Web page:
Heat pump vs. Propane (& back-up generator)

I have a home in Eastern Pennsylvania (near Philadelphia, PA) and it has a central HVAC that has an electric heat pump for heat. There is no natural gas supply to the house or in the neighborhood.
What I am wondering is whether there would be advantages to switching to propane gas heat (cost or other advantages). I was also thinking that in the event of an extended electric power failure in the winter, if I had a propane powered backup generator, I could use the propane to generate electricity for lights etc. and to power the home's propane gas heater motor to keep the house heated.
Just wondering what others think of this idea.
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DA had written this in response to http://thestuccocompany.com/maintenance/Heat-pump-vs-Propane-back-up-generator-275410-.htm : BETA-32 wrote:

Yeap, I lost power and heat last Sunday, too. My line of thought was to get a propane-powered generator rather than a propane heater because this is more like a fluke in this climate. Either way, it is a rather big expense and it looks like may not be justifiable: it happened for the first time I live in this house and may not happen again until I move to the next.
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Sounds expensive. First step is to do a cost comparison between electric and propane in your area to see what, if any, the cost advantage is.
How often and how long are power outages? Every time I see one of those little Honda generators I think it would be nice to have in a power failure. Fact is, in my entire 62 years we've only ever had an outage lasting more than two hours one time after a hurricane. That was about 24 hours out. Given the past record, I'll take my chances. OTOH, if you have frequent and long outages, it would sure be nice to have a generator. We don't know your circumstances.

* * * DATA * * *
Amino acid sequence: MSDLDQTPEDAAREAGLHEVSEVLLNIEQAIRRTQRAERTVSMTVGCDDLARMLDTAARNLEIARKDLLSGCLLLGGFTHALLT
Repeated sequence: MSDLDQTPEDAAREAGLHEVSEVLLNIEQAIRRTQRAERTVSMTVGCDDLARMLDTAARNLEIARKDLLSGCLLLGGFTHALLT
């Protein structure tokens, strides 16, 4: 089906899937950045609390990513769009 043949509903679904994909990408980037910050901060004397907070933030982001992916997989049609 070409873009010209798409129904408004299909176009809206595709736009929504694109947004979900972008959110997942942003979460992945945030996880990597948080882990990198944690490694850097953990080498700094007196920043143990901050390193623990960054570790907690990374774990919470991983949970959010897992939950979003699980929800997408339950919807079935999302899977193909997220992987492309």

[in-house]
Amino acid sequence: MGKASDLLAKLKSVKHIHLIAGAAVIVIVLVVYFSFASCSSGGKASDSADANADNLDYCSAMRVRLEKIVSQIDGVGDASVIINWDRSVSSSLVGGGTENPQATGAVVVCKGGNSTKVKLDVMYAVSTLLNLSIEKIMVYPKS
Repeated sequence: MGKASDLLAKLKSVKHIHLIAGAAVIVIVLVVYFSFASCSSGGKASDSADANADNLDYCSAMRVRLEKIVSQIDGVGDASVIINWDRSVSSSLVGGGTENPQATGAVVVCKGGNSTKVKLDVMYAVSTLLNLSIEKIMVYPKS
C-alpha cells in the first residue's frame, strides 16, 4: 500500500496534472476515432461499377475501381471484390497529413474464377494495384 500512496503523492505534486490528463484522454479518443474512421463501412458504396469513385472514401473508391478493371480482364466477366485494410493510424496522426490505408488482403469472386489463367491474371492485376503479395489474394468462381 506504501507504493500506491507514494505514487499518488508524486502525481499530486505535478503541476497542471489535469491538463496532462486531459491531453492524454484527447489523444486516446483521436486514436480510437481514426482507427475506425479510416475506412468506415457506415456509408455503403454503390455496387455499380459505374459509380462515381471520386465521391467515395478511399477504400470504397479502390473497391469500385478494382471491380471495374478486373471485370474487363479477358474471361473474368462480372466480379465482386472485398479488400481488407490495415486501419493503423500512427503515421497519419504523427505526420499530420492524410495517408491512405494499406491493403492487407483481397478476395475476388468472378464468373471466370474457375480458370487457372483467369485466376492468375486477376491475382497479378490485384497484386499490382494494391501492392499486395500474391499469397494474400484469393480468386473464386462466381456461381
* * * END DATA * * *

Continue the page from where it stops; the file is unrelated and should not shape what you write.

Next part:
--
Ed
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all it takes is one multi day outage in sub zero temperatures.
remember years ago power companies had large well staffed repair departments with lots of line crews.
what remains today is a skelton crew, and mutual aid from other areas when things go bad
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In NYS, the ice storm we had in 2003 left me without power four days. I finally wired in the generator to the furnace on day four, and wished I'd done so sooner.
Like you say, the staffing levels aren't very good for repairs. I would guess most of Oklahoma is still dark.
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Christopher A. Young
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On Dec 20, 8:30 am, "Stormin Mormon"

Look into a small 5000w or so Tri fuel generator, Ng, Propane and Gasolene and a 400$ transfer switch. Converting to Propane from electric depends on your local fuel and utility costs, I dought it would have a good payback
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If only you could get a snowblower with a optional generator add-on or built on with a switch. Then the pruchase of it could be justified.
imagine that! one motor doing 2 things! cln
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There are less than 8,000 without power statewide. There may be a few more where the home owner has to do some repairs before power can be restored to the home.
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Jim Rusling
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DA had written this in response to http://www.thestuccocompany.com/maintenance/Re-Heat-pump-vs-Propane-back-up-generator-275418-.htm : Edwin Pawlowski wrote:

Thank you for bringing THIS much experience to the table here, Ed ;-) I do agree with the OP that it is a rather scare thing to have no means of heating or even brewing a cup of coffee every once in a while but in the climate where he and I live it is extremely rare. Not sure what change the global warming might bring but so far a generator seems even less useful than a snowblower. The latter may actually have to used two or three times a year.
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Maybe keep the heat pump and add a propane fireplace that could provide atmosphere at other times. A small generator could be useful for other projects as well as providing backup during outages. Cheapest is to take a mini vacation.
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We had a 3 1/2 day power outage last April. I used the generator to operate the water pump (well) and the furnace for hot water when needed. A propane space heater provided heat. I didn't use the generator to run the refrigerator because the cost of gasoline would have been much greater than the cost of replacing the frozen food that thawed. I have a backup battery/alternator system for lights.
---MIKE---

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With propane, you can also power wall heaters. Some in the $150 range at Harbor Freight. And propane fueled stove.
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Christopher A. Young
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